Attributing Success to Luck or External Factors

Instead of acknowledging your skills and hard work, you attribute your achievements to luck, timing, or other people’s help.  

Fear of Failure

You have an intense fear of failure and worry that others will discover you’re not as capable as they think you are.  

Setting Unrealistic Standards

You set excessively high standards for yourself and feel like you need to prove your worth through perfectionism.  

Discounting Achievements

Even when you accomplish something significant, you dismiss it as insignificant or downplay your success.  


You feel the need to overwork or over-prepare to compensate for your perceived inadequacies, leading to burnout and exhaustion.  

Difficulty Accepting Praise

When receiving praise or recognition for your work, you feel uncomfortable or believe that people are being insincere.  

Comparing Yourself to Others

You frequently compare yourself to others and feel inferior or like you don’t measure up.  

Feeling Like a Fraud

Despite evidence of your competence, you believe that you’re fooling others into thinking you’re more capable than you are.  

Avoiding Challenges

You avoid taking on new challenges or opportunities because you’re afraid of failing or people exposing you as a fraud.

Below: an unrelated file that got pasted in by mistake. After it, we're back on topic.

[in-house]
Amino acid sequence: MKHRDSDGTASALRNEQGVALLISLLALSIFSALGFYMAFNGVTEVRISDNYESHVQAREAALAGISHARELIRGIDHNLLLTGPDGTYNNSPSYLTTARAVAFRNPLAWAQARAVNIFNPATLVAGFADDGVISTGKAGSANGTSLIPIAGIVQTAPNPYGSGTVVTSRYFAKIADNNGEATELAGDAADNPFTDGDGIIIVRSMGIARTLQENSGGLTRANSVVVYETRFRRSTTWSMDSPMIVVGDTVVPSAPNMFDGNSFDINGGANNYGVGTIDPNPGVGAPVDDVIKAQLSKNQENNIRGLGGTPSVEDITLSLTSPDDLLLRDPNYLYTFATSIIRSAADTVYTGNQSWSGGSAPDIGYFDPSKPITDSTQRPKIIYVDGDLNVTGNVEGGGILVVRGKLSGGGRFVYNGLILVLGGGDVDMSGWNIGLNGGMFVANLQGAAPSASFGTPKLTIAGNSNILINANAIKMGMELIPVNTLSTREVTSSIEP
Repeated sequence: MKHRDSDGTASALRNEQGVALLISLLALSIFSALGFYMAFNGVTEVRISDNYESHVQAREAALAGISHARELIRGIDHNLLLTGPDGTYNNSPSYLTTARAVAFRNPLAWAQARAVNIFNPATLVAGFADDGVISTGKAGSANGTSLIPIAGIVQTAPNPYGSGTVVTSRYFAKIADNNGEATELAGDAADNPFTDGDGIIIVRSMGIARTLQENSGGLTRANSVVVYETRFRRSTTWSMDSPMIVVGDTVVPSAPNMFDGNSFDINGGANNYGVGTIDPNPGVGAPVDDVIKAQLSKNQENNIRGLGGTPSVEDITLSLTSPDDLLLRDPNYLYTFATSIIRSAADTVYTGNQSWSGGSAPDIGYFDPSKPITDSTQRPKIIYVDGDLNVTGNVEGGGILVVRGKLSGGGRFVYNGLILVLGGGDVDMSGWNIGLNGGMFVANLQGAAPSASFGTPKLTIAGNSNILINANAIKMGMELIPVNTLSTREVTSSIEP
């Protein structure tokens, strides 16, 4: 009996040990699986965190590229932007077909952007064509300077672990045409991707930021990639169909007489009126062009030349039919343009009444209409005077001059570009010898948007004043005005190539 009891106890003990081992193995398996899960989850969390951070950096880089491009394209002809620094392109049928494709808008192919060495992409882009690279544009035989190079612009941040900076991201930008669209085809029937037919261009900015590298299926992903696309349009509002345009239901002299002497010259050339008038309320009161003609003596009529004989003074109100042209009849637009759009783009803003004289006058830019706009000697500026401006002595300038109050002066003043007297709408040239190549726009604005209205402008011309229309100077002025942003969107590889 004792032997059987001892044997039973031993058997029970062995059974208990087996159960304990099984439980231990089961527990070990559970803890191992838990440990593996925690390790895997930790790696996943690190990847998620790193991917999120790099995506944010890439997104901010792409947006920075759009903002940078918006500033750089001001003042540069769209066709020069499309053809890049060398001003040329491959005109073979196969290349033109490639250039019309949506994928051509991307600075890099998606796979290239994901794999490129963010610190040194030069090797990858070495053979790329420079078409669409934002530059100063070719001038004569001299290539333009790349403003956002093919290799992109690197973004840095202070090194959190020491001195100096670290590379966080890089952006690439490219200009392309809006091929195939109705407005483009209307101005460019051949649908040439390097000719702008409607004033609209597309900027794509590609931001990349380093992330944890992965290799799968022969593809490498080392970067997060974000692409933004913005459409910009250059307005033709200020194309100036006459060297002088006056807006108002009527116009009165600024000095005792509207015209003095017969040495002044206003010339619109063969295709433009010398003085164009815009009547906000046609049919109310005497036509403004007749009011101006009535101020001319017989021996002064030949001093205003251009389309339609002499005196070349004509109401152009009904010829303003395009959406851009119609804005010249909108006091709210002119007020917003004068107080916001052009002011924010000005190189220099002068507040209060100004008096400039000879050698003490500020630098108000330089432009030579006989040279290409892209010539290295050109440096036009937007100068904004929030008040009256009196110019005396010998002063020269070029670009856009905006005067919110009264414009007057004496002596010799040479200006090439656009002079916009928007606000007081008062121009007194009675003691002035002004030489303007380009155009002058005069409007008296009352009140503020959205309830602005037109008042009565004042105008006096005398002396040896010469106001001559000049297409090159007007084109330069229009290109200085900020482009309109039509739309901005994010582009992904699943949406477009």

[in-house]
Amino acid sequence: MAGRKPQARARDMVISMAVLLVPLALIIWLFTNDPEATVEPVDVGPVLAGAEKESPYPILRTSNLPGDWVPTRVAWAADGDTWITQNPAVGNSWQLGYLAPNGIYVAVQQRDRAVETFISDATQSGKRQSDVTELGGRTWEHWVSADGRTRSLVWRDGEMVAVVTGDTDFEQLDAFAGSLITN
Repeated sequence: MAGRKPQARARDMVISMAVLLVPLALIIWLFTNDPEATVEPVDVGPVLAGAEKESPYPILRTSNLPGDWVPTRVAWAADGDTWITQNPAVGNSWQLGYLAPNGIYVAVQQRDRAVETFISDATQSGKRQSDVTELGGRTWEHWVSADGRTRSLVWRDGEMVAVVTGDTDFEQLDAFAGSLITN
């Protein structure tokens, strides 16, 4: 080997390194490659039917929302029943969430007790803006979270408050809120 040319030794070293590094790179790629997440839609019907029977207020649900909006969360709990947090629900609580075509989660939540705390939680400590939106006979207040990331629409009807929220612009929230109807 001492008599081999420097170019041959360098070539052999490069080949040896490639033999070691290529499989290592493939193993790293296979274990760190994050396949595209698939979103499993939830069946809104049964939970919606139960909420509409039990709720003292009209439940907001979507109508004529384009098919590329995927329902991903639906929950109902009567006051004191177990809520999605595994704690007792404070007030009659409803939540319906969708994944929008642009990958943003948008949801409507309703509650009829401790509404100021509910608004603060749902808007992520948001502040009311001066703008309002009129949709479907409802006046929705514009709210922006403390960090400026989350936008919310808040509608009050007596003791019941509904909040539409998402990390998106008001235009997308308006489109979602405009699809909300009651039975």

If you identify with several of these signs, you may be experiencing imposter syndrome. Remembering that imposter syndrome is common and doesn’t reflect your actual abilities or worth is essential. 

Asking for support from friends, family, or a mental health professional can help you address these feelings.  

Tips to overcome imposter syndrome 

Recognise Your Achievements 

Keep a journal where you write down your accomplishments, big or small, every day. For example, if you’re a student with ADHD, acknowledge completing assignments on time, participating in class discussions, or mastering a difficult concept. 

Challenge Negative Thoughts

When you catch yourself thinking you’re not good enough, challenge those thoughts with evidence of your past successes. For instance, if you’re working in a fast-paced environment and feeling overwhelmed, remind yourself of previous projects where you excelled under pressure.  

Set Realistic Goals